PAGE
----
Bringing corporate earnings back into the U.S.

A member of Congress was walking along one of St. Bart’s sandy beaches on holiday. Suddenly she stumbled on an old lamp that had washed up on the beach. She picked it up, rubbed it and, of course, a genie appeared.

The genie said, “I am the most powerful genie who has ever lived. I can do great and wonderful things, including granting you your dearest wish, but only one.”

This member of Congress was well attuned to international affairs, so she pulled out a map of the Middle East and said her dearest wish was a solution to the Israeli-Palestinian conflict.

The genie stroked his beard; looked around worried and said, “Oh dear that is a tough one. You should probably make another wish.”

The congresswoman was disappointed.but understood. “Alright,” she said, “I want you to rewrite the American tax code so everyone can understand it.

After a long silence, the genie said, “Let’s have another look at that map.”

With Republicans back in charge of Congress, corporate tax reform is on the agenda for 2015. Although it is hard to see how they can reduce corporate tax rates without also doing something for individual taxpayers.

If congressional leaders can cobble together a set of reform proposals, their next problem would be how to pay for them. Given the large federal debt, many policymakers believe corporate tax reform should be revenue neutral. To do that, any reduction in corporate tax revenue must be made up for by things like eliminating tax preferences, cutting spending programs, or adding to the deficit passed on to future generations.

Achieving broad tax reform is further complicated by political realities of 2016 presidential politics. Several senators are considering a run.

While the prospects for broad tax reform may be dim, one bright spot is a bipartisan proposal by Sens. Barbara Boxer, D-California, and Rand Paul, R-Kentucky, to bring back some of the estimated $2 trillion of foreign earnings that are now parked in foreign banks by reducing the corporate tax rate on profits earned abroad from 35 percent to 6.5 percent for the next five years.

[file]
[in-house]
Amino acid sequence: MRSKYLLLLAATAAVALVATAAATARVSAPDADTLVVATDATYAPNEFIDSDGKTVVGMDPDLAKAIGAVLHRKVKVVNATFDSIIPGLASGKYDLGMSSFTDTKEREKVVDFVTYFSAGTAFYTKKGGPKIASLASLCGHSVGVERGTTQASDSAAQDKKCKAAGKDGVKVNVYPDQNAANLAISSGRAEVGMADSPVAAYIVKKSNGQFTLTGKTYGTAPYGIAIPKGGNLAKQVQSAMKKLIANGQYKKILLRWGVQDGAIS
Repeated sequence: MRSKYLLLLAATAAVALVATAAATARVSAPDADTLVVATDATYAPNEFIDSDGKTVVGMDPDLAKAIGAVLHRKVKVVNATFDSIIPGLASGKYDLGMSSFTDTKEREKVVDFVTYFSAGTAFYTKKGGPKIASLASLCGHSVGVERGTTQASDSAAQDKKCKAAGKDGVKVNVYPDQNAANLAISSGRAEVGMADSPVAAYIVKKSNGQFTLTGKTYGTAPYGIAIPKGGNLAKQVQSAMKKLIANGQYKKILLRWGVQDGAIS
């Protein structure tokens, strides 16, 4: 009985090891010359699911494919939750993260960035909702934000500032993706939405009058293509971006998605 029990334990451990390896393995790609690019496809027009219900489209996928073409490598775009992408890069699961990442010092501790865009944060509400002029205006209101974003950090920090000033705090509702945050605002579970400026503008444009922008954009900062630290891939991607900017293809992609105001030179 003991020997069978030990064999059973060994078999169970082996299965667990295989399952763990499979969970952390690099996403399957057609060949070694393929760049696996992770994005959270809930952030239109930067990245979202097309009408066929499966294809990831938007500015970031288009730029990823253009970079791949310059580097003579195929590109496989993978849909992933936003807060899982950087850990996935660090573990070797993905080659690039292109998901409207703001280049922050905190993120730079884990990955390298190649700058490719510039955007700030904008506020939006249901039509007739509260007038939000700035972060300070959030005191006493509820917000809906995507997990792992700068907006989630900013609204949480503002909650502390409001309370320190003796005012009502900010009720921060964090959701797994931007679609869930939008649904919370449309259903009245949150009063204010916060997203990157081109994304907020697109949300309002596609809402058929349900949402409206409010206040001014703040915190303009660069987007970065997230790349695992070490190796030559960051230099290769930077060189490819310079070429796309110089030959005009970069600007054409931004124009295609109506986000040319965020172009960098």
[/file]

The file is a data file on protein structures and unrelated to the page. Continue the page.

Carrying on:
Revenue from this short-term tax would be used to maintain the solvency of the Highway Trust Fund that is scheduled to run out of money in May unless Congress and the president do something.

In theory, repatriating the money would also increase investment in plant and equipment and new technology, thereby strengthening the economy and creating jobs at the same time it increases federal revenues.

There is no assurance that the repatriated corporate earnings wouldn’t instead be used for things like executive compensation, higher dividend payouts, and stock buybacks.

The president also waded in this week. Instead of a voluntary repatriation tax holiday, his $4 trillion 2016 budget proposal includes a one-time 14 percent tax on the $2 trillion of foreign earnings held overseas, with much of the proceeds going to fund infrastructure. There is no reason to believe that Republicans will embrace this proposal.

It doesn’t have to be this way if Congress and the administration had the minerals to fund the HTF by increasing the 18.4-cent per gallon federal fuel tax for the first time since 1993. If adjusted for inflation, the fuel tax would be 30 cents a gallon today.

Corporate taxes should be addressed in the context of broader tax reform. The American people are sick and tired of short-term fixes and lurching from crisis to crisis. They want a system that is simpler, eliminates unfair and inefficient loopholes, and levels the playing field for the middle class.

originally published: February 7, 2015

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